The invention of applicant's parent application Ser. No. 08/733,676 alleviates or obviates the problems associated with studded tires and tire chains. The disclosure teaches a separate studded tire sandwiched between dual tires. The studded tire is designed to expand in circumference when inflated and to contract in circumference when deflated. This is achieved in part by the opposing walls of the dual tires that restrict lateral or axial expansion of the studded tire, thus forcing expansion circumferentially or radially. The expansion characteristics of the tire are designed to provide a circumferential size difference so that when deflated, the tire periphery (circumference) is retracted radially inwardly of the dual tires and when inflated is extended radially outwardly of the dual tires.
The studded tire is not intended to carry the vehicle weight. Essentially the stud portions only of the tire protrude and are projected into the ice or snow, e.g., to a depth at which the dual tires still engage the road surface and support the load. The studs provide gripping action for propelling (or stopping) the vehicle as the studded tire rotates in unison with the dual tires, e.g., the studded tire is mounted on the same tire lugs and the expansion of the studded tire against the opposing side walls, rubber to rubber, resists rotative slippage of the studded tire relative to the load-bearing dual tires.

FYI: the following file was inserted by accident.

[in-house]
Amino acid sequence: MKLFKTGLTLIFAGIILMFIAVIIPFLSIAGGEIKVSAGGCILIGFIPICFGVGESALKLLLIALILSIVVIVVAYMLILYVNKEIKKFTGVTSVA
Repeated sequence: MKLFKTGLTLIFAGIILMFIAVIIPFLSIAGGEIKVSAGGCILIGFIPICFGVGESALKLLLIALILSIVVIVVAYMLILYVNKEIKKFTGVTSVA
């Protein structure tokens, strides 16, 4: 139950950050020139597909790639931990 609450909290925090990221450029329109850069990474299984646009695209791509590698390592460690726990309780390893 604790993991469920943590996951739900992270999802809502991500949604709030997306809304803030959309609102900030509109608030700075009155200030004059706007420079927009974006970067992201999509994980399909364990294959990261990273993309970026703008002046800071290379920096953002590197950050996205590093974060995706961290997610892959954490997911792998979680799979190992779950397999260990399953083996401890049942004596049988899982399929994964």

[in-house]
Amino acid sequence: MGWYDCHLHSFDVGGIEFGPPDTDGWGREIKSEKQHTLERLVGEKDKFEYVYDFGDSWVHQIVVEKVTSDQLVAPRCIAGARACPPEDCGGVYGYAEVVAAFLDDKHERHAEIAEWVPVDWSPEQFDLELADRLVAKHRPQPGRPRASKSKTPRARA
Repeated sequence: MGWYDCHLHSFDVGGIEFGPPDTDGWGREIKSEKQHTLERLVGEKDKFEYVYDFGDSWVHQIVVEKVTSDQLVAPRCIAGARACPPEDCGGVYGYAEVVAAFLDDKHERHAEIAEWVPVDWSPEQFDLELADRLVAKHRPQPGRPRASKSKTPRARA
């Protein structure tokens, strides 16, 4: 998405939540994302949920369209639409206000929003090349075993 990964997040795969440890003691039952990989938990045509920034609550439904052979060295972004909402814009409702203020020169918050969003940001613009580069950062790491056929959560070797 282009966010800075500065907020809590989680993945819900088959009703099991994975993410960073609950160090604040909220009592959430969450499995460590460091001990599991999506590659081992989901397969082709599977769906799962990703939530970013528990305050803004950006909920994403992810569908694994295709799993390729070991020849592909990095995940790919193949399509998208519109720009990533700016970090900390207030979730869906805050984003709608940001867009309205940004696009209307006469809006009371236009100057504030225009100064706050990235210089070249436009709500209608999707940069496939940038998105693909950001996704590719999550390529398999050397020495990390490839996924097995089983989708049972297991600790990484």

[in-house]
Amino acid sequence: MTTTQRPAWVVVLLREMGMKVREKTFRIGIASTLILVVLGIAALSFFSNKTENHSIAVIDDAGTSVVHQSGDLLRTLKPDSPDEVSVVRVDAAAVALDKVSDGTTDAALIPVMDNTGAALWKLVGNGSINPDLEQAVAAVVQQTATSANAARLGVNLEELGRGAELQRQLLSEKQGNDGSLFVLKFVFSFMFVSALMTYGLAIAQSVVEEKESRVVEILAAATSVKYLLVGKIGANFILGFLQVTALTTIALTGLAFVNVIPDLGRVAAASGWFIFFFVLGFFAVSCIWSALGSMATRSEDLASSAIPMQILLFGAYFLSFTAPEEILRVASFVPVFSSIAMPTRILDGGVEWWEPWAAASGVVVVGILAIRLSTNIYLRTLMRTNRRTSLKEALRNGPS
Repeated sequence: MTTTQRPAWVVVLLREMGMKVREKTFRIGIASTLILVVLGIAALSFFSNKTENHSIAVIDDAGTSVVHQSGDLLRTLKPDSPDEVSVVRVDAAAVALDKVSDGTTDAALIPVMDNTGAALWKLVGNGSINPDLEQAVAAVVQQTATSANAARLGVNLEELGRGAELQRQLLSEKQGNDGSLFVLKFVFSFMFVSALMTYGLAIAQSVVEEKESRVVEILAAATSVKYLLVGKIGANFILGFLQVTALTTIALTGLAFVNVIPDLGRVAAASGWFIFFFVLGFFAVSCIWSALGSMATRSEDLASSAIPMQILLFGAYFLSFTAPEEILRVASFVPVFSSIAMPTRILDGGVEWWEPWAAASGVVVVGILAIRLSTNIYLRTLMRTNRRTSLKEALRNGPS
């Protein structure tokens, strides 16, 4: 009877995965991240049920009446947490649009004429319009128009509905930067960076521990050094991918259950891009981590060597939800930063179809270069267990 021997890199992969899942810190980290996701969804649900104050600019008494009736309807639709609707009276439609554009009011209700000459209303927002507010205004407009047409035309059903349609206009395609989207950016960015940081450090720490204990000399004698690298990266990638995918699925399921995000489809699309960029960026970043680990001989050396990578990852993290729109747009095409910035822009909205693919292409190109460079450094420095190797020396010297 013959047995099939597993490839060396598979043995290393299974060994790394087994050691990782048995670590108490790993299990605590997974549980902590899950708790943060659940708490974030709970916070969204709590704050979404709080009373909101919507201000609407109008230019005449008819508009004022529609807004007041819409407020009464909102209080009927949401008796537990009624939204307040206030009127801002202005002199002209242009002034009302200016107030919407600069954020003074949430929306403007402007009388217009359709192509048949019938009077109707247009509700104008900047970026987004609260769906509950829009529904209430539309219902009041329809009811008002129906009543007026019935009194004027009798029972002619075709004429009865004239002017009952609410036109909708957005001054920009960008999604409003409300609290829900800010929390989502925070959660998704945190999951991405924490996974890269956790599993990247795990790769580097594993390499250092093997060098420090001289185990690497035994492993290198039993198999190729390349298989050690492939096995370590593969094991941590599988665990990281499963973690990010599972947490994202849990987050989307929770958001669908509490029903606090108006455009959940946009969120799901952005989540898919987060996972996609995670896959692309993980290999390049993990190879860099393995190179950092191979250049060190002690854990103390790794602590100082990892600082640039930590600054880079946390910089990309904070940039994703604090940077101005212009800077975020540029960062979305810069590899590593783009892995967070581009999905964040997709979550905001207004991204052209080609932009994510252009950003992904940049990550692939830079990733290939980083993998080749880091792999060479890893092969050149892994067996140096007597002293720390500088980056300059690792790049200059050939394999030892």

The studded tire is provided with valving and an air pressure source. The air pressure source may be operated automatically and remotely with direct connection between the air pressure source and the studded tire, or the air source may be an air-pressurized cannister that can be clamped to the valving for inflating the tire. Deflation is enabled, e.g., by a valve mechanism that simply exhausts the air from the studded tire to the atmosphere.
Ideally the inflation/deflation will be accomplished automatically from the driver's position even without the necessity of stopping the vehicle. The less sophisticated embodiment will allow the driver to stop the vehicle and in a matter of a few minutes inflate the several studded tires in a fraction of the time previously allotted for mounting tire chains.
The present invention is specifically directed to the provision of retractable studs for a single tire (as differentiated from dual tires) but based substantially on the concept of the prior application. A special single tire is produced which provides conventional (non-studded) tread portions which are separated on the tire's periphery and a studded tire segment is provided between the separated tread portions. Air pressure is separately provided to the studded tire segment. In the preferred embodiment, the studded tire segment is inflated and deflated to expose and retract the studs. In an alternate embodiment, it is the conventional tread portions that are deflated and inflated to achieve the same result.
Reference is now made to the detailed description and drawings referred to therein for a more thorough understanding of the invention.
FIGS. 1 and 2 are views of a traction device as applied to a single wheel in accordance with the present invention;